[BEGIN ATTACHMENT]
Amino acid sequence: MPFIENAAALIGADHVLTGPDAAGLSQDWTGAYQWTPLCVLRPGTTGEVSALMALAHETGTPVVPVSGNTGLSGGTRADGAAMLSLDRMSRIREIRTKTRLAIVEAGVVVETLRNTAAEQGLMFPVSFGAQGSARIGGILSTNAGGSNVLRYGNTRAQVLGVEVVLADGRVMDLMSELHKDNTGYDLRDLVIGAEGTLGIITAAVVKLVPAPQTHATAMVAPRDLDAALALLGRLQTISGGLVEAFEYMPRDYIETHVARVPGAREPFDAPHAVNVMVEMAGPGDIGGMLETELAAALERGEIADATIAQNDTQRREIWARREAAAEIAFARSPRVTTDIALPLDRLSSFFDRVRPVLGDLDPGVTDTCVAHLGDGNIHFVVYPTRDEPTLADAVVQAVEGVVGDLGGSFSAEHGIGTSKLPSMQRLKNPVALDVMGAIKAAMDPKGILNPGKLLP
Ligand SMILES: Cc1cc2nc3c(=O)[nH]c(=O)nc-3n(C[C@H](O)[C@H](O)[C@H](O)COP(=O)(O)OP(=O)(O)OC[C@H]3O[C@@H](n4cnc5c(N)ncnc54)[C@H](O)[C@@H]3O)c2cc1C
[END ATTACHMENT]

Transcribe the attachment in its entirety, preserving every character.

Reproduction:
Amino acid sequence: MPFIENAAALIGADHVLTGPDAAGLSQDWTGAYQWTPLCVLRPGTTGEVSALMALAHETGTPVVPVSGNTGLSGGTRADGAAMLSLDRMSRIREIRTKTRLAIVEAGVVVETLRNTAAEQGLMFPVSFGAQGSARIGGILSTNAGGSNVLRYGNTRAQVLGVEVVLADGRVMDLMSELHKDNTGYDLRDLVIGAEGTLGIITAAVVKLVPAPQTHATAMVAPRDLDAALALLGRLQTISGGLVEAFEYMPRDYIETHVARVPGAREPFDAPHAVNVMVEMAGPGDIGGMLETELAAALERGEIADATIAQNDTQRREIWARREAAAEIAFARSPRVTTDIALPLDRLSSFFDRVRPVLGDLDPGVTDTCVAHLGDGNIHFVVYPTRDEPTLADAVVQAVEGVVGDLGGSFSAEHGIGTSKLPSMQRLKNPVALDVMGAIKAAMDPKGILNPGKLLP
Ligand SMILES: Cc1cc2nc3c(=O)[nH]c(=O)nc-3n(C[C@H](O)[C@H](O)[C@H](O)COP(=O)(O)OP(=O)(O)OC[C@H]3O[C@@H](n4cnc5c(N)ncnc54)[C@H](O)[C@@H]3O)c2cc1C